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Is Israeli politics on the move?
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Is Israeli politics on the move?

Gilbert N. Kahn is a professor of Political Science at Kean University.

There is a sense of growing turmoil in Israeli politics that makes one wonder whether all is well in the seemingly ever-resilient office of Prime Minister Benjamin Netanyahu. 

There were coalition stirrings and then some rejections. There was a major Cabinet resignation. And then there were rumblings from a former prime minister as well as from the just-resigned minister that they were considering challenging the ostensibly invulnerable Bibi Netanyahu. In addition, there is a perception that the right wing of the Israeli electorate may not really be as strong politically as is generally believed. 

As the Israeli Knesset prepared for its post-Pesach session, there were strong indications that Netanyahu was on the verge of creating a national unity government by bringing into the coalition the left-of-center Zionist Union Party. After extensive negotiations and political jockeying, Isaac Herzog rejected the prime minister’s offer, and Bibi turned instead to his Right to broaden his coalition. In appealing to Avigdor Lieberman of the right-wing Yisrael Beiteinu Party, Netanyahu also lost his defense minister, Moshe Ya’alon, who had developed a growing disaffection with Netanyahu’s hard-line positions (despite the fact that Ya’alon’s politics originally were certainly right-wing). As a result, the somewhat enlarged Netanyahu government now had a clearly more right-wing patina. 

Netanyahu’s growing hard-right image has not been lost on political observers nor on a growing number of political forces in the country. Ya’alon himself — who at the moment does not even have a political party base — has already announced that he will challenge Netanyahu when the next elections are held. He is especially angry at how the prime minister has treated the IDF. Ya’alon has made it clear that he finds the appointment of Lieberman to lead the Defense Ministry a dangerous and disrespectful choice to head an institution with which he has had exceedingly limited experience or rapport. Second, like the prime minister’s actions of late, Lieberman has espoused positions that suggest an ideological dominance to his strategic vision for Israel’s defense and not one based on the general consensus of his military brass. 

Ya’alon’s criticism of Netanyahu was joined by former Prime Minister and former Defense Minister Ehud Barak in an address he gave on June 16 at the Herzliya Conference. Barak, who is also the most highly decorated soldier in Israel’s history and a former chief of the General Staff, made it clear that he believes that the Netanyahu government’s direction is exceedingly irresponsible and dangerous for Israel. Barak went so far as to indicate — and to reiterate subsequently — that Netanyahu needs to be replaced as prime minister. While he suggested he was not interested in the position, he felt the need to galvanize the Israeli public to seek a change of direction and leadership.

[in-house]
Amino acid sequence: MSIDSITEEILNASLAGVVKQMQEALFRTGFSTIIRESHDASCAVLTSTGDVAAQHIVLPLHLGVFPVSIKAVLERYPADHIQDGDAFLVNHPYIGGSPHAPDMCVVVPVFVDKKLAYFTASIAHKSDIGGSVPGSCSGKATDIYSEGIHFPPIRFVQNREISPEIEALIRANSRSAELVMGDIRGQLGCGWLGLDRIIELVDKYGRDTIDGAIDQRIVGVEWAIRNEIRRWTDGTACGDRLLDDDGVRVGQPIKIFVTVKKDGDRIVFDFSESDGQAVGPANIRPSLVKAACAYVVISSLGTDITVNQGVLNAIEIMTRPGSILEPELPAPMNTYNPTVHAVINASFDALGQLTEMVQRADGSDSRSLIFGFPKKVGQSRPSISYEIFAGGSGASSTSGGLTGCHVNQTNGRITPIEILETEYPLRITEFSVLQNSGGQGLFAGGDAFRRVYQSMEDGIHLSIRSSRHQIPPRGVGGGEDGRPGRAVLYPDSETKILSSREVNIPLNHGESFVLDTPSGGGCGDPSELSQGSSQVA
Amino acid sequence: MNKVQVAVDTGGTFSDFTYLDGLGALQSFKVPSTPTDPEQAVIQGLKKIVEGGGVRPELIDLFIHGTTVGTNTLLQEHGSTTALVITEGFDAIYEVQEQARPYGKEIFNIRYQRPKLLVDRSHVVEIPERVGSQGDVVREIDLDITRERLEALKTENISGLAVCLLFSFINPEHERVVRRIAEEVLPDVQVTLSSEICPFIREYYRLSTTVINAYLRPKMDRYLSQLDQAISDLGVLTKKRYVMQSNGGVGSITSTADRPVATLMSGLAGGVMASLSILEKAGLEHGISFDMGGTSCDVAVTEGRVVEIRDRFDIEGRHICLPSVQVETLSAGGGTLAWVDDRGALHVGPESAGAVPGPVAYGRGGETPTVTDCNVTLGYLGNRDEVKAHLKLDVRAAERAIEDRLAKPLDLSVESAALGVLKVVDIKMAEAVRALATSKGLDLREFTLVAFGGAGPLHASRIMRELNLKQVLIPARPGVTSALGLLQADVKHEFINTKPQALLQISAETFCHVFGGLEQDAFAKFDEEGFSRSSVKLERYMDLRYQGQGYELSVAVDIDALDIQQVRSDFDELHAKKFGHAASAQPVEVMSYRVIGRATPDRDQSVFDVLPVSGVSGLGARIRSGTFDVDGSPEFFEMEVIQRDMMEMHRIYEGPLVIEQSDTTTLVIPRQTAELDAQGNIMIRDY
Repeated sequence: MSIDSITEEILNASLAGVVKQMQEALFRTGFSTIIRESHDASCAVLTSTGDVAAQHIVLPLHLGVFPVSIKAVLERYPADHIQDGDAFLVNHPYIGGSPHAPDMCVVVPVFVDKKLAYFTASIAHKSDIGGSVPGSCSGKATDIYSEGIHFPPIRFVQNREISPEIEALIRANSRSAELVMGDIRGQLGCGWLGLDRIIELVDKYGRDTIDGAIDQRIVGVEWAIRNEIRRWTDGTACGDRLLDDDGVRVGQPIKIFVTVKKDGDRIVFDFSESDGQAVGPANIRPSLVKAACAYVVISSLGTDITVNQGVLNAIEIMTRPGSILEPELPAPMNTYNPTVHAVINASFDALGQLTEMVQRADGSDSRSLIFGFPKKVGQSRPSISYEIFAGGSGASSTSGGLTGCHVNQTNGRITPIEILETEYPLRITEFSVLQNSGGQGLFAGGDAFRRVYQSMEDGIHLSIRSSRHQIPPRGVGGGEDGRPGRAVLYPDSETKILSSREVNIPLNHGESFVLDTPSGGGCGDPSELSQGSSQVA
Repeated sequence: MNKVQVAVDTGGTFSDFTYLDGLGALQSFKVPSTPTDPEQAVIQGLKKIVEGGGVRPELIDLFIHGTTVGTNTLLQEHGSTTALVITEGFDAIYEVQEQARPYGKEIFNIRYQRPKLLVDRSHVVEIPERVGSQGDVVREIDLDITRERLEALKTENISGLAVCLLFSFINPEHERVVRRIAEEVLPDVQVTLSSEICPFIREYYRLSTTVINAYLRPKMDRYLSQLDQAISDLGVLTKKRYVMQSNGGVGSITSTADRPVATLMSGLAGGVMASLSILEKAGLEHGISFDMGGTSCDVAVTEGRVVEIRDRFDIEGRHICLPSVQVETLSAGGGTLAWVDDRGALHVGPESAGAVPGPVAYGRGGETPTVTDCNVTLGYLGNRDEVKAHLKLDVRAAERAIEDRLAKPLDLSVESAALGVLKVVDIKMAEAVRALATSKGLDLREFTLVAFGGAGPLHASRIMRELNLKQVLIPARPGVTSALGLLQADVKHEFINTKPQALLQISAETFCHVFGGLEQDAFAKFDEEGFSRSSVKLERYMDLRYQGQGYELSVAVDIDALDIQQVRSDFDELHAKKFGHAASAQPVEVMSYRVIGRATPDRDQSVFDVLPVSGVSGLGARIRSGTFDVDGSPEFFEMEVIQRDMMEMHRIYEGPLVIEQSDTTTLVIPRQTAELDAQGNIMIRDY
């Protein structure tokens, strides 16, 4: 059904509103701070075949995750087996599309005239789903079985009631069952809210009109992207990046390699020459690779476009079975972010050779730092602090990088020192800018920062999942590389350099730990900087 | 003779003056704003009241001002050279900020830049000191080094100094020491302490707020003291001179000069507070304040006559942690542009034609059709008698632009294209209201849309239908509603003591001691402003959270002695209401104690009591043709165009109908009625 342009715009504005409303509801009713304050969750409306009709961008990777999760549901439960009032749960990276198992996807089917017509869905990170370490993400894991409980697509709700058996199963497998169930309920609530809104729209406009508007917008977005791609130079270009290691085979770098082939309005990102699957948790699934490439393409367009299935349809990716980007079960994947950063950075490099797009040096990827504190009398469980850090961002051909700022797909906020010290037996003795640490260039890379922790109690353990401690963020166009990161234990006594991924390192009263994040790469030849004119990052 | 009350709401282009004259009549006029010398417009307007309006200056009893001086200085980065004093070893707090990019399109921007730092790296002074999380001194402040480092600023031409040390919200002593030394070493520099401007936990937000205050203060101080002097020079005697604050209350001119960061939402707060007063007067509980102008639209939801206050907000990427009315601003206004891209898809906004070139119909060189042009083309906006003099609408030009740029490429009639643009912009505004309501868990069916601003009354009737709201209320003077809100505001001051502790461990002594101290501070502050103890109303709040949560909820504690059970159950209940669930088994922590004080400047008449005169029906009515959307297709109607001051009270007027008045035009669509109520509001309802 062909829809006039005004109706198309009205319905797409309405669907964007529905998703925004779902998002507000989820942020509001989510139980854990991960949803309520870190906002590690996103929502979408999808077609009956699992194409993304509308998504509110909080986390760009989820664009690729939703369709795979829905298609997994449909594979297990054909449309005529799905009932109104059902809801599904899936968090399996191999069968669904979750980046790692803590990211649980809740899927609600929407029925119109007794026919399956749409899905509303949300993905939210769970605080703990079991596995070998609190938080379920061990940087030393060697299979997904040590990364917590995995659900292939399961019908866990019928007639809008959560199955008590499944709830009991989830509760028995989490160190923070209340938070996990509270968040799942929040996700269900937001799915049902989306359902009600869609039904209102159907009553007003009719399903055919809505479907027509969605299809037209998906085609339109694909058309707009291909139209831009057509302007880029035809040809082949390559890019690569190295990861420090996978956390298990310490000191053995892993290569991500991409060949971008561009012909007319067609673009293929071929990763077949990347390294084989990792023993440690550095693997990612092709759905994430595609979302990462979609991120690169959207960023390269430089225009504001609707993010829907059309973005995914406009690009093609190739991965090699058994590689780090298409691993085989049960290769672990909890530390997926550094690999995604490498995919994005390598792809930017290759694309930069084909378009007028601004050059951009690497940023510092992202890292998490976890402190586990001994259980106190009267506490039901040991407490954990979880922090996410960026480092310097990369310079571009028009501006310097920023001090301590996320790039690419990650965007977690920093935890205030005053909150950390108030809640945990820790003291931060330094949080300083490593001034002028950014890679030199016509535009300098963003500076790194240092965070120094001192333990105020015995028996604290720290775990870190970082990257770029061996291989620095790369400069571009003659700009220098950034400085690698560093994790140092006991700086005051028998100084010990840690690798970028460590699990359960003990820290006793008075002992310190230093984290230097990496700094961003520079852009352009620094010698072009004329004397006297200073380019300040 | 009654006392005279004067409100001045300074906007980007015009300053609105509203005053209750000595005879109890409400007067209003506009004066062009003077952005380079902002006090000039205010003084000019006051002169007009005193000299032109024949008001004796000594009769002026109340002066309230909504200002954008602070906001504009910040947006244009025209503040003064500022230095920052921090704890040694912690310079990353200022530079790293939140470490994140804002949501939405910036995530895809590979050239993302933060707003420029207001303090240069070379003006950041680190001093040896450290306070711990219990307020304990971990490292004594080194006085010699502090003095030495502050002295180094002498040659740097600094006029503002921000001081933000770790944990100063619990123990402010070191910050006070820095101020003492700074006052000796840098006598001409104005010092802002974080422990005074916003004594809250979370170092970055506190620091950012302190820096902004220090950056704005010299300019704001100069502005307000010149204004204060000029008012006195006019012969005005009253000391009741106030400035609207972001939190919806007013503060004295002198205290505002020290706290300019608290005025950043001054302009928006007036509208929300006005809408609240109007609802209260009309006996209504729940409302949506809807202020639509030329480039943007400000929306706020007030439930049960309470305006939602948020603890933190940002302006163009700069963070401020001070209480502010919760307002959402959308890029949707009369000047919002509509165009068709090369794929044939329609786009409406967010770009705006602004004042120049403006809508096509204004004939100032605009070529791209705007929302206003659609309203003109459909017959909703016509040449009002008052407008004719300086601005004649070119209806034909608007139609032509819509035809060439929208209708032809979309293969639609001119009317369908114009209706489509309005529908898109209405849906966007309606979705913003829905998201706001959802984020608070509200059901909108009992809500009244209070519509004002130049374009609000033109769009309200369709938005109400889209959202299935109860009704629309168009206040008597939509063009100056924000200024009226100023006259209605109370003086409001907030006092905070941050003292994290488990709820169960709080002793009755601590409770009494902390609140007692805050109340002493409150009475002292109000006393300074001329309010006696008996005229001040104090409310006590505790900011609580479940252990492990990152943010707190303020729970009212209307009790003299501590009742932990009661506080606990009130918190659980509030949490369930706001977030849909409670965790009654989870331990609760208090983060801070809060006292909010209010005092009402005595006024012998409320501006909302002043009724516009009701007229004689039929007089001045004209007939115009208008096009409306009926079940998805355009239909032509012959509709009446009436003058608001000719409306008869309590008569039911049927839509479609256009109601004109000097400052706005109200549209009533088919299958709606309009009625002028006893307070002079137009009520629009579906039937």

In essence there are two major reasons these voices may well resonate within the Israeli body politic at this time. First, many observers have suggested that Netanyahu has carried his animus toward President Obama and the Democratic Party much too far. Banking on a better relationship with Washington after Jan. 20, 2017, is a dangerous game to play. While Netanyahu has indicated his dissatisfaction with the current compromise on the table for the projected critical 10-year military aid agreement — the Memorandum of Understanding — it would appear that the prime minister is assuming that the Congress or the next U.S. president will be more generous to Israel than the reported $3.7 billion annual aid package presented. It would seem that once again, Netanyahu’s approach is about winning and not recognizing the fact that he could give Obama a win, while believing that should circumstances change during the next decade, Israel has sufficient credibility that it could appeal for additional American largess if the situation presents itself.

The other Israeli domestic input is a report released over the past few weeks by a collection of former retired Israeli military officers and an American think tank. The study, “A Security System for the Two-State Solution,” produced by Commanders for Israel’s Security and the Center for a New American Security, suggested, among other things, why now is very much a time from a security perspective to move ahead actively to engage with the Palestinians on finding a viable two-state solution. 

This study, which even Barak referred to, suggests that the obstinacy of the Israeli government is clearly a political maneuver by a government that lacks a willingness to proceed with an active peace process, despite the fact that it currently is operating in the strategic and tactical driver’s seat. While the politics in the region are wildly unpredictable and chaotic, ironically, Israel has been able to be merely an observer to the horror show, despite its need to maintain continued vigilance against terror incidents. 

All of this movement suggests that Israeli politics may well be in a much more dynamic situation than many would presume to exist at the moment.

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